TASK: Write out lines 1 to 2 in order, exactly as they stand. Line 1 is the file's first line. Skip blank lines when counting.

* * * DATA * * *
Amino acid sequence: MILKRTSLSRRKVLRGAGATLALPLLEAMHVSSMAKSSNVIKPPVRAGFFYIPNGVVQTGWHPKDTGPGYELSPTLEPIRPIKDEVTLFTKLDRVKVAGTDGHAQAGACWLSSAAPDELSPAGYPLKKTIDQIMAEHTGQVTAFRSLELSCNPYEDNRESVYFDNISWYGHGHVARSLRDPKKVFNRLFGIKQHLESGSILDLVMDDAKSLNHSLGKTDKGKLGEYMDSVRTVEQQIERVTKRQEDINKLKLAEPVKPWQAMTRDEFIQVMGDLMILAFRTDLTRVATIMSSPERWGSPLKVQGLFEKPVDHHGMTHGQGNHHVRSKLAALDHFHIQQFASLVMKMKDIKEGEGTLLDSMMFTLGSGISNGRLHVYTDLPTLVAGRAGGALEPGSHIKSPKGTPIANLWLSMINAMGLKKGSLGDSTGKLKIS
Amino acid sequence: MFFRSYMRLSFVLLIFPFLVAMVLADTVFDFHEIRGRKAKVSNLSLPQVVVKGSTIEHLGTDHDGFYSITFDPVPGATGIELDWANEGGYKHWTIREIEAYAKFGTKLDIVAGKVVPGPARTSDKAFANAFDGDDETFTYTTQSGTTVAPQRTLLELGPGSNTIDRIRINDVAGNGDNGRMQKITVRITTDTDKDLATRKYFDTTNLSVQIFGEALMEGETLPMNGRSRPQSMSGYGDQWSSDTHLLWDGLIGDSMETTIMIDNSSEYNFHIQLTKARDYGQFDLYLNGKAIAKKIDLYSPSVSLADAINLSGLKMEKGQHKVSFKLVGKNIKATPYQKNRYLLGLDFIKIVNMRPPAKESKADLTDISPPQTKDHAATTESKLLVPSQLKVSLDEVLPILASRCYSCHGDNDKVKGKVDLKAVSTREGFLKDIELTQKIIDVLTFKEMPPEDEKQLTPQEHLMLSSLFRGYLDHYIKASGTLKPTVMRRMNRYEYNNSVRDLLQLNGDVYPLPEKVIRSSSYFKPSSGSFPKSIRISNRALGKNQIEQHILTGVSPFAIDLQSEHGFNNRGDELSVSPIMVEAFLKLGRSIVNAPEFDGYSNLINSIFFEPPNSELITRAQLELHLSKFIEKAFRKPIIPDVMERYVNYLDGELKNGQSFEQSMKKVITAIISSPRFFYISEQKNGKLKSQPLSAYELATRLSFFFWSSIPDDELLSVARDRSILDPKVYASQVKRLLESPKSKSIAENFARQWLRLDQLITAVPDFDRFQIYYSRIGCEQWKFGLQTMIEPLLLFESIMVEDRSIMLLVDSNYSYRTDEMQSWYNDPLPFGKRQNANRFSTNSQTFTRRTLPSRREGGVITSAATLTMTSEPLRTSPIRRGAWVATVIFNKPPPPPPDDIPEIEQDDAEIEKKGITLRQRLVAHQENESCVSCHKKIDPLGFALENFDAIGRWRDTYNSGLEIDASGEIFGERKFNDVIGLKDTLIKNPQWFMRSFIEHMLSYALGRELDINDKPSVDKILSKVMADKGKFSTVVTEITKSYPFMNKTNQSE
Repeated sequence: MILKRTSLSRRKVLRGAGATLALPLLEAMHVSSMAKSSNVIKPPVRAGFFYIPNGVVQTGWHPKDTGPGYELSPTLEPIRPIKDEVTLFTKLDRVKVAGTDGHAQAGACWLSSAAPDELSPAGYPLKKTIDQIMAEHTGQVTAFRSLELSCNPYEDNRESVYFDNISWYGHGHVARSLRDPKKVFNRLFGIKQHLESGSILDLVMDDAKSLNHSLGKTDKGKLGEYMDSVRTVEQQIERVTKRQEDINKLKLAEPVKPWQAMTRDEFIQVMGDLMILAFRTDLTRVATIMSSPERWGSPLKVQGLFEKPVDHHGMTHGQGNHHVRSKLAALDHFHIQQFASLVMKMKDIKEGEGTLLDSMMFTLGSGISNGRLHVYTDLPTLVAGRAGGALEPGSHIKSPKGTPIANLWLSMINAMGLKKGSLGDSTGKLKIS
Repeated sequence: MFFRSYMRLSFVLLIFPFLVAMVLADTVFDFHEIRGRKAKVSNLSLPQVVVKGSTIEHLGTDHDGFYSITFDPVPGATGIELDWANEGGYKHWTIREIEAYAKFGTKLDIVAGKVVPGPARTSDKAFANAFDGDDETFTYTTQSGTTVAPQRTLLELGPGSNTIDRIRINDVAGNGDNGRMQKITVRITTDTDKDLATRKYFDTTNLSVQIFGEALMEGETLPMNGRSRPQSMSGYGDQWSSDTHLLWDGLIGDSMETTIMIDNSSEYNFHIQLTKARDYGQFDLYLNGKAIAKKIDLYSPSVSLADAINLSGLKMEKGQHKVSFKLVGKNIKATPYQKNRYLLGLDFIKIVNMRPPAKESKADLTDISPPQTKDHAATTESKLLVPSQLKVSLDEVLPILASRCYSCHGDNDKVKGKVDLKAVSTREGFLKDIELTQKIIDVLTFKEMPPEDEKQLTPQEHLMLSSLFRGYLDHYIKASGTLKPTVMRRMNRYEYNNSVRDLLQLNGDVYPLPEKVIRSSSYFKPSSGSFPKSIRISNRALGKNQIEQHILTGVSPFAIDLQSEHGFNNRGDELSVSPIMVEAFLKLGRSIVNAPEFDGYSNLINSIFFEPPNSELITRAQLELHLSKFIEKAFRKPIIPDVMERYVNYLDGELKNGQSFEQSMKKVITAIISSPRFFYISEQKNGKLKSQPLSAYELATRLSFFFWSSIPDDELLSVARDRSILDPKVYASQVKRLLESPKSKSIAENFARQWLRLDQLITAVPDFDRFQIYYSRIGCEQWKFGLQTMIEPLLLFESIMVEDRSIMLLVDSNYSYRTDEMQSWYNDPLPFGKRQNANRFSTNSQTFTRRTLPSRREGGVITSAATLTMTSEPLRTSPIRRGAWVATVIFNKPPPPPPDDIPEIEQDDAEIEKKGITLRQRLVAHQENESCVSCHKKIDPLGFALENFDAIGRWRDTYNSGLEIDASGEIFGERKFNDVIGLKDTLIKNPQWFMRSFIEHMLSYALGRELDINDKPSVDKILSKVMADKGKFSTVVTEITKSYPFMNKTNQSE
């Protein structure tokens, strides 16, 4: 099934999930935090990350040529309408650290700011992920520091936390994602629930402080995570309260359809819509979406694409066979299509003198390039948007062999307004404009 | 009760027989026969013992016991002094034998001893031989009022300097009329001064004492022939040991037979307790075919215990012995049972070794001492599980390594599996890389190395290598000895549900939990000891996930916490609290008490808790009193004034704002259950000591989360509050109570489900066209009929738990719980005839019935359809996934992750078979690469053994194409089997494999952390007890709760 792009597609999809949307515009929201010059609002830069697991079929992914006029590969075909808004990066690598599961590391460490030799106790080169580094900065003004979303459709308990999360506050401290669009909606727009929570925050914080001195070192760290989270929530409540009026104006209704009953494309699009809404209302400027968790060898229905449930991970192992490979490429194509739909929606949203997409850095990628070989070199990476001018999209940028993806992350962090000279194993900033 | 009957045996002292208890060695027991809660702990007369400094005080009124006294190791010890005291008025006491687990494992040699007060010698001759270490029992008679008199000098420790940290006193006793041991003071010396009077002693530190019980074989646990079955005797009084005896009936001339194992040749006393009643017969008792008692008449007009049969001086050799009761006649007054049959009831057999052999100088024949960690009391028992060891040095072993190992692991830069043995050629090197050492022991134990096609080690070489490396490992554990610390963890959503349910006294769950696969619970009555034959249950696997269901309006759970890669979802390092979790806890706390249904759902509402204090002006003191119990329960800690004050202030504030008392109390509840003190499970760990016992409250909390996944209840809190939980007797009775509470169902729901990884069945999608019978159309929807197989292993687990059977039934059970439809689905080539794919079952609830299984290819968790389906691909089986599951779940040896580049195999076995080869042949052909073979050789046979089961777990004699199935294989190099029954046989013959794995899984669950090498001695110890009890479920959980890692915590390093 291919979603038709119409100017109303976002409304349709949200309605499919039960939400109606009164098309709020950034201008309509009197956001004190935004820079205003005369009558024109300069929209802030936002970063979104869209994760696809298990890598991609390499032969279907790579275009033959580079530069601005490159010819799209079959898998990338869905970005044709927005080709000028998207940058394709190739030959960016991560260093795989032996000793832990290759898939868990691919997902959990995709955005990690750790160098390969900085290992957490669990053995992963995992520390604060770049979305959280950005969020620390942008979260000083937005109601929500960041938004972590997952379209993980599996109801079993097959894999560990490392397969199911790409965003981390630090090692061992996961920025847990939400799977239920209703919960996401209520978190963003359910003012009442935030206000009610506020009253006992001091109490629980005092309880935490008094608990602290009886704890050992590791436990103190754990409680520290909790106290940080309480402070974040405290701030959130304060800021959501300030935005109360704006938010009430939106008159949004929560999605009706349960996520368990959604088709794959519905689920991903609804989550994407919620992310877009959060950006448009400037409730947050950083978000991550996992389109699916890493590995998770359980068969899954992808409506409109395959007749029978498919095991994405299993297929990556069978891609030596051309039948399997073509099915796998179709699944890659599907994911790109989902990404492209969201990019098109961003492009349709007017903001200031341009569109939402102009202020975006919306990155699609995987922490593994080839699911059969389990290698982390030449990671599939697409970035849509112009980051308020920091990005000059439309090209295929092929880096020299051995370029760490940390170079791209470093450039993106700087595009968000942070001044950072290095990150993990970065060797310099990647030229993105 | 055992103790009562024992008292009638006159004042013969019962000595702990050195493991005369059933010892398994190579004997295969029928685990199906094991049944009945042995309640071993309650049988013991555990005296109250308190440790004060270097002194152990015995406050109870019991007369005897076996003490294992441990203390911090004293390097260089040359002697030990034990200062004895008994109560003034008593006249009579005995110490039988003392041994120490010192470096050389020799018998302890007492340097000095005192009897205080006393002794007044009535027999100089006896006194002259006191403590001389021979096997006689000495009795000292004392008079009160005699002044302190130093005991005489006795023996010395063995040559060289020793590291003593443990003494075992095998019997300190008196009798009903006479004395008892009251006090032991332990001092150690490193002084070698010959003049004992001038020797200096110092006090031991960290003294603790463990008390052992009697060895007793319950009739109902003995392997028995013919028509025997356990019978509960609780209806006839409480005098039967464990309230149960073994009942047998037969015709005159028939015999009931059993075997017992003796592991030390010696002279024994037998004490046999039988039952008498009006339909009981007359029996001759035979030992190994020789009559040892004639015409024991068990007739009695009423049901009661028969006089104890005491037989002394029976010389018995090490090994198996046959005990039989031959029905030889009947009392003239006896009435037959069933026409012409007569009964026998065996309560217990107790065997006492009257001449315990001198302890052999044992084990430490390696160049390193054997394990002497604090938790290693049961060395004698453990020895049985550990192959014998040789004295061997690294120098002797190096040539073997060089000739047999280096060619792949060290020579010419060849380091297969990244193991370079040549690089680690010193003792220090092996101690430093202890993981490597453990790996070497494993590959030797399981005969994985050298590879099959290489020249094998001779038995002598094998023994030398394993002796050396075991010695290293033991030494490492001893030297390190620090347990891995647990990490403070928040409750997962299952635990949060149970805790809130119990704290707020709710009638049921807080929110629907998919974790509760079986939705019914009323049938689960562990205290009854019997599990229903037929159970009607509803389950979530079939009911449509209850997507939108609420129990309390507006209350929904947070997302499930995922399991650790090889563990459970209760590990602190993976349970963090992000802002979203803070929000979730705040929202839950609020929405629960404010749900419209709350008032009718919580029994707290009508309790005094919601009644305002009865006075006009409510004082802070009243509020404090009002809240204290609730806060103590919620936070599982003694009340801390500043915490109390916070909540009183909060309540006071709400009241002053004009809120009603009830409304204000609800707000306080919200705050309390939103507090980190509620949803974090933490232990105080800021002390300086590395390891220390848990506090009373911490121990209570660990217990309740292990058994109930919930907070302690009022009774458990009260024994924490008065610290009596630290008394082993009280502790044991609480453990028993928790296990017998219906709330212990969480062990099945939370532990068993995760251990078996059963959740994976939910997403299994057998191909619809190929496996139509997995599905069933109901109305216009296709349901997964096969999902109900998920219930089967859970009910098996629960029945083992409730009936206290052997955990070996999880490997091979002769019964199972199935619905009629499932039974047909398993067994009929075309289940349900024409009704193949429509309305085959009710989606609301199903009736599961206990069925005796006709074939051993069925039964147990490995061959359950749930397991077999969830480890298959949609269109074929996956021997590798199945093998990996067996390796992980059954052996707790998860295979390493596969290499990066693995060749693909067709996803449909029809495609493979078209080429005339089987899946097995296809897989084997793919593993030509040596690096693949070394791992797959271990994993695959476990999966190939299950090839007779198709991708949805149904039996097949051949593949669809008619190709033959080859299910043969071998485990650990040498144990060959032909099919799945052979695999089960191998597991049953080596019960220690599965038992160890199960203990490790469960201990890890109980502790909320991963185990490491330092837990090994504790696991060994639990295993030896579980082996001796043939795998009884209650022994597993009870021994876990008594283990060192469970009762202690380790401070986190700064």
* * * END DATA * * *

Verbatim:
Amino acid sequence: MILKRTSLSRRKVLRGAGATLALPLLEAMHVSSMAKSSNVIKPPVRAGFFYIPNGVVQTGWHPKDTGPGYELSPTLEPIRPIKDEVTLFTKLDRVKVAGTDGHAQAGACWLSSAAPDELSPAGYPLKKTIDQIMAEHTGQVTAFRSLELSCNPYEDNRESVYFDNISWYGHGHVARSLRDPKKVFNRLFGIKQHLESGSILDLVMDDAKSLNHSLGKTDKGKLGEYMDSVRTVEQQIERVTKRQEDINKLKLAEPVKPWQAMTRDEFIQVMGDLMILAFRTDLTRVATIMSSPERWGSPLKVQGLFEKPVDHHGMTHGQGNHHVRSKLAALDHFHIQQFASLVMKMKDIKEGEGTLLDSMMFTLGSGISNGRLHVYTDLPTLVAGRAGGALEPGSHIKSPKGTPIANLWLSMINAMGLKKGSLGDSTGKLKIS
Amino acid sequence: MFFRSYMRLSFVLLIFPFLVAMVLADTVFDFHEIRGRKAKVSNLSLPQVVVKGSTIEHLGTDHDGFYSITFDPVPGATGIELDWANEGGYKHWTIREIEAYAKFGTKLDIVAGKVVPGPARTSDKAFANAFDGDDETFTYTTQSGTTVAPQRTLLELGPGSNTIDRIRINDVAGNGDNGRMQKITVRITTDTDKDLATRKYFDTTNLSVQIFGEALMEGETLPMNGRSRPQSMSGYGDQWSSDTHLLWDGLIGDSMETTIMIDNSSEYNFHIQLTKARDYGQFDLYLNGKAIAKKIDLYSPSVSLADAINLSGLKMEKGQHKVSFKLVGKNIKATPYQKNRYLLGLDFIKIVNMRPPAKESKADLTDISPPQTKDHAATTESKLLVPSQLKVSLDEVLPILASRCYSCHGDNDKVKGKVDLKAVSTREGFLKDIELTQKIIDVLTFKEMPPEDEKQLTPQEHLMLSSLFRGYLDHYIKASGTLKPTVMRRMNRYEYNNSVRDLLQLNGDVYPLPEKVIRSSSYFKPSSGSFPKSIRISNRALGKNQIEQHILTGVSPFAIDLQSEHGFNNRGDELSVSPIMVEAFLKLGRSIVNAPEFDGYSNLINSIFFEPPNSELITRAQLELHLSKFIEKAFRKPIIPDVMERYVNYLDGELKNGQSFEQSMKKVITAIISSPRFFYISEQKNGKLKSQPLSAYELATRLSFFFWSSIPDDELLSVARDRSILDPKVYASQVKRLLESPKSKSIAENFARQWLRLDQLITAVPDFDRFQIYYSRIGCEQWKFGLQTMIEPLLLFESIMVEDRSIMLLVDSNYSYRTDEMQSWYNDPLPFGKRQNANRFSTNSQTFTRRTLPSRREGGVITSAATLTMTSEPLRTSPIRRGAWVATVIFNKPPPPPPDDIPEIEQDDAEIEKKGITLRQRLVAHQENESCVSCHKKIDPLGFALENFDAIGRWRDTYNSGLEIDASGEIFGERKFNDVIGLKDTLIKNPQWFMRSFIEHMLSYALGRELDINDKPSVDKILSKVMADKGKFSTVVTEITKSYPFMNKTNQSE